Politics and the Vegan Language

One of my favorite essays of all time is George Orwell’s “Politics and the English Language” (full version here). It’s one of just a handful of essays that I’ve ever voluntarily read more than once. It’s been very influential to me as someone who writes (I’m reluctant to call myself a writer since I don’t make any money directly by doing it). I read it every year or two just to see what I still like about it (and what I don’t) and every time I read it, I read it a little differently, because my opinions about such things change over time. Despite my ever-changing feelings about it, one thing that always sticks with me is the importance of word choice. There are so many ways to say essentially the same thing, but word choice does have a profound effect on how a reader or listener receives your message.

In sociolinguistics there is a phenomenon called accommodation in which speakers “seek to emphasize or minimize the social differences between themselves and their interlocutors,” which is just a fancy linguistics nerdspeak way to say that people tend to change the way that they talk depending on who they’re talking to. In theory, this accommodation makes the speakers feel like they are more similar, and therefore, mutual trust is built. And if they like the person (and want that person to like them), they usually start to speak more like that person, often in pretty subtle ways, often without even realizing that they’re doing it.

Since we vegans have a lifestyle and views that can be pretty different from non-vegans, I think we can not afford to be lackadaisical about our word choices when it comes to talking about animals and food. Countless bottles of virtual ink have been spilled on such topics as why saying “kill two birds with one stone” or “more than one way to skin a cat” is not vegan. I find some of these essays pretty absurd and some of them pretty insightful and useful.  But my goal here is not to tread old ground. We’ve probably all read similar essays before. My point here, at least in some ways, may run counter to what these essays are saying. Many vegans feel that we should avoid sayings that cast animals in a negative light. Fair enough, I say. I think I make at least a modest attempt to avoid some of these phrases, but I don’t really think it’s all that important.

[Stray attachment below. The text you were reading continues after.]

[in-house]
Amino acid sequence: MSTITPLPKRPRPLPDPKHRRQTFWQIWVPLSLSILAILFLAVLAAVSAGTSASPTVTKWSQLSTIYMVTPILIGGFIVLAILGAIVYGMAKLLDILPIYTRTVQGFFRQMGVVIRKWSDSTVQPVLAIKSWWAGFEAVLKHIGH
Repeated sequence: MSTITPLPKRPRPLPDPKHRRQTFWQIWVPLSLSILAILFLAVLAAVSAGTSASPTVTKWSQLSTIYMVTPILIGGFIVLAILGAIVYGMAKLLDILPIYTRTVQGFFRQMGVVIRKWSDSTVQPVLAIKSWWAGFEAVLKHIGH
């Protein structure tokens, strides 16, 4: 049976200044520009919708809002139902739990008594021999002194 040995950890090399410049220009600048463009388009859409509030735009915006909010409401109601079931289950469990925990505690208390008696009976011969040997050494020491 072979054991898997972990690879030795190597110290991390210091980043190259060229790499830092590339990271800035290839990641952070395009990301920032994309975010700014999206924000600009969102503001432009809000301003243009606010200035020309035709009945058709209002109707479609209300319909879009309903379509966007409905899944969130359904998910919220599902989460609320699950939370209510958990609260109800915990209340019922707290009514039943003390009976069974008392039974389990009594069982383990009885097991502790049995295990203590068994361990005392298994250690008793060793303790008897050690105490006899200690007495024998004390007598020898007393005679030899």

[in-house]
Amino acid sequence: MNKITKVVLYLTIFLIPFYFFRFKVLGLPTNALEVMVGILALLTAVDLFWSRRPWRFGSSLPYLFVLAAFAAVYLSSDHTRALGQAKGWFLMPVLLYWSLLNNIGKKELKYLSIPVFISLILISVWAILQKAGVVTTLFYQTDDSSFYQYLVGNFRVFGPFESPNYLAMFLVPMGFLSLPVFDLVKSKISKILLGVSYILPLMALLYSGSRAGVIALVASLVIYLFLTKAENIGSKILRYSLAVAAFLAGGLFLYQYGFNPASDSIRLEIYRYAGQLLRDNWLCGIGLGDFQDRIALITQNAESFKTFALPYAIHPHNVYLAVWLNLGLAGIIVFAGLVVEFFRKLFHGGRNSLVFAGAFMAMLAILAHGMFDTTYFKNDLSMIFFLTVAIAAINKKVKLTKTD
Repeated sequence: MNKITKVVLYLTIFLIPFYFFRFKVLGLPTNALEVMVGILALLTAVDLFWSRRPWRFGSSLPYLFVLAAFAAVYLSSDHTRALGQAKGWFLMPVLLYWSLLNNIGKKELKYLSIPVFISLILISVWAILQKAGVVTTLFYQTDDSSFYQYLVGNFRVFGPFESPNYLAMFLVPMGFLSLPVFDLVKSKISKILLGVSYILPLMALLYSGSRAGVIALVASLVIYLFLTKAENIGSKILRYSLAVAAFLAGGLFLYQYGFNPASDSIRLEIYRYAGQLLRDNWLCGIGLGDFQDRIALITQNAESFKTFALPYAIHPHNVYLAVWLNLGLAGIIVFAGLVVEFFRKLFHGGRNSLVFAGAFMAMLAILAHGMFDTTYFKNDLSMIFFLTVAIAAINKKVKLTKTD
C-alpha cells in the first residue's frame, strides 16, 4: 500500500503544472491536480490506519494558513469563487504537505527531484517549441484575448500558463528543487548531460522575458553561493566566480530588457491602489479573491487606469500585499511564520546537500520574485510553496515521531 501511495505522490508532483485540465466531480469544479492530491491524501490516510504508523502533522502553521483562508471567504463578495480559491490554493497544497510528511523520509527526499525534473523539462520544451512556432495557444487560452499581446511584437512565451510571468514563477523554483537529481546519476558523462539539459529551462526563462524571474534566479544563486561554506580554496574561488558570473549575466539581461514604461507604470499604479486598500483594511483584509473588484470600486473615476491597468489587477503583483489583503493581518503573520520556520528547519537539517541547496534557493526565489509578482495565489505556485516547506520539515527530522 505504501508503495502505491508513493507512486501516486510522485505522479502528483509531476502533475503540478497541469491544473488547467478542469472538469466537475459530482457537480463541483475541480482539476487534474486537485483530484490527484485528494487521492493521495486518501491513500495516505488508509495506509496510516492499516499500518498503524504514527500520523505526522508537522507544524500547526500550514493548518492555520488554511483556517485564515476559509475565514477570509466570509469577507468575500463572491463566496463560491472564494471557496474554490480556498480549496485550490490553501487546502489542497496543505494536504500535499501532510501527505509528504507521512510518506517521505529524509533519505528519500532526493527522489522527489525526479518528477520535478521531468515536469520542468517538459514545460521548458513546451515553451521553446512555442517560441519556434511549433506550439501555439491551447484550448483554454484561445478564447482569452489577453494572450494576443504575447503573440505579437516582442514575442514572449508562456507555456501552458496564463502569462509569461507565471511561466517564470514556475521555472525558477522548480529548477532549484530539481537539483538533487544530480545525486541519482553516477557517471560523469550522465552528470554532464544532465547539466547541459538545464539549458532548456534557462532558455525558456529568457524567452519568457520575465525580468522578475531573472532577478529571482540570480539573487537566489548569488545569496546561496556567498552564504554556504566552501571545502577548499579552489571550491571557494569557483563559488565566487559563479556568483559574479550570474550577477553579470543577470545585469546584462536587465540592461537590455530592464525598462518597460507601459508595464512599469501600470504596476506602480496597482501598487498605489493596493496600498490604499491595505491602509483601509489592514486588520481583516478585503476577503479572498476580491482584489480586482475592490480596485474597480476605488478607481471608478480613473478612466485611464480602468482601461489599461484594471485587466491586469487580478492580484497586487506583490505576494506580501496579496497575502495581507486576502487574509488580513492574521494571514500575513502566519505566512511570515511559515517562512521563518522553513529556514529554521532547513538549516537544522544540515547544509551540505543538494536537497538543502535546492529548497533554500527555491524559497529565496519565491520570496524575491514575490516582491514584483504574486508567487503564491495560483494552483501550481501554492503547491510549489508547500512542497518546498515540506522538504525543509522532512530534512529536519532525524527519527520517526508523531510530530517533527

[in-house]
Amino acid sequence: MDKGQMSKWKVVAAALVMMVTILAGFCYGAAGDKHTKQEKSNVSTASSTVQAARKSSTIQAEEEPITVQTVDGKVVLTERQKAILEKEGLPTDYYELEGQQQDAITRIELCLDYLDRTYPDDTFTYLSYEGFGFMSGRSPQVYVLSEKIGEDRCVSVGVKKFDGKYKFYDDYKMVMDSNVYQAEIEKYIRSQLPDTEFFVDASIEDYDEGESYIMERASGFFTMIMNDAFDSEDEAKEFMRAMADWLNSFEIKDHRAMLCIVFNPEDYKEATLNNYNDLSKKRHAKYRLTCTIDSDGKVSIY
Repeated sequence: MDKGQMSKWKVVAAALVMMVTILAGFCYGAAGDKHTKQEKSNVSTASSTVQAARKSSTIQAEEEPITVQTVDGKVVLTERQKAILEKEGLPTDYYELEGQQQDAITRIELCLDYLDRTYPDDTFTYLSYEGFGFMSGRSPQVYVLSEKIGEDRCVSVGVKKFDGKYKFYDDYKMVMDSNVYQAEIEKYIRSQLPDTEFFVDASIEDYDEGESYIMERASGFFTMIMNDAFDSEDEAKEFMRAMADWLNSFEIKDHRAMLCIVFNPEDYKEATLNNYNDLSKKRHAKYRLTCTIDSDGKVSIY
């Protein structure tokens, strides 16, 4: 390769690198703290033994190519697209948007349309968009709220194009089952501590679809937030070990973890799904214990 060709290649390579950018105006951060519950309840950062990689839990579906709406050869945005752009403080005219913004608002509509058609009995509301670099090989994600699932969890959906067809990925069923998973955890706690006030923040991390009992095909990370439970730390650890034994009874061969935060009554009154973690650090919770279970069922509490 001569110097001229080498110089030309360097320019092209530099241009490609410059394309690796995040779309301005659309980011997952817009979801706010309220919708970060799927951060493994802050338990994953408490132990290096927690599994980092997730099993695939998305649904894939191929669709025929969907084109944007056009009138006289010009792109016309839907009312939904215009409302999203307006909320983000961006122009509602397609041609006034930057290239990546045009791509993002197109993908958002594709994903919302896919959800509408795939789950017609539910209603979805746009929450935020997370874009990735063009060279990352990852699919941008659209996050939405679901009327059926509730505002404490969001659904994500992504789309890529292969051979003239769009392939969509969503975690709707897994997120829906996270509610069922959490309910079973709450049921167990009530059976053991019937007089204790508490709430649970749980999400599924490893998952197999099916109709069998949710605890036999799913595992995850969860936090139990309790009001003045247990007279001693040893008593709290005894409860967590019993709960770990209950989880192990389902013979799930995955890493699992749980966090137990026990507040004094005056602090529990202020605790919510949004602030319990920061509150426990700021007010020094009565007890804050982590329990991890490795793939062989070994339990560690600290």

No, what this post is about is pretty much the opposite: phrases and words that vegans use that are designed to make non-vegans uncomfortable.

Do you want some udder secretions on your carcass?

Many vegans feel that we have a duty to point out, at any given chance, that what people are eating was once alive or inside something that was alive. Therefore, a hamburger is made of ground up carcass and a steak is a corpse. Milk is a secretion or udder secretion (and you get extra vegan street cred if you can mention pus somehow). The logic here is that, through language, we can get people to see that what they’re eating is, well, something that was once alive or inside something that was alive. But is this the actual effect that it has? Is anyone above the age of eight not aware that a chicken McSchnugget was once a chicken? Or that cheese comes from a cow’s udders? Are we really providing Jack with new info when we say “Hey, Jack, do you like udder secretions on your carcass?”

It is my feeling that what we are actually doing is creating divergence between us and our interlocutors (there I go with my nerdspeak again). We are “othering” them. We’re making them feel less like us, not more like us. Consciousness-raising has its time, no doubt, but do we really want to try to start off a conversation with an act of aggression and condescension? And I do think most non-vegans find these words and phrases to be condescending. You’re telling them something that they already know (and they know that you know that they know), but you’re doing it in a way that implies that you feel you’re giving them new information. When people do that to me, I find it condescending. It doesn’t make me like that person more or want to listen to what they have to say. It makes me feel defensive.

When vegans speak like this, it can also give the impression that our thoughts are really no deeper than the little soundbites that we use to convey them. When I heard people chanting “drill, baby, drill!” back in 2008, it made me think that anyone who would say it is a moron. So what do non-vegans think when veg*ans say things like “how does that carcass taste?” They must think that our reasons for being vegan can be summed up in little sayings. It must make them think of veganism as a quasi-religion where we communicate in mantras like “Meat Is Murder” and “eggs are just chicken periods.”

Now let me just clarify what I’m NOT saying. I’m not saying that we need to obscure truth to protect the ignorance that many non-vegans have (and want to keep) about the food they eat. If it’s relevant to something being discussed, I think it’s valid and important to tell people things they may not know about food production, such as the fact that dairy cows are repeatedly forcibly impregnated so that they will produce milk (a lot of omnivores think that cows just “naturally” produce milk – wouldn’t that be convenient?). I am also NOT saying that what vegans are saying is not a fair, accurate description of the thing it denotes. Yes, a hamburger does come from a carcass. It’s true. But that doesn’t mean that it’s the best way to phrase what you’re saying. If we want people to listen to us, we need to make them feel at ease and make them feel that we’re listening to them, not just talking at them. We need to accommodate them and converge with them.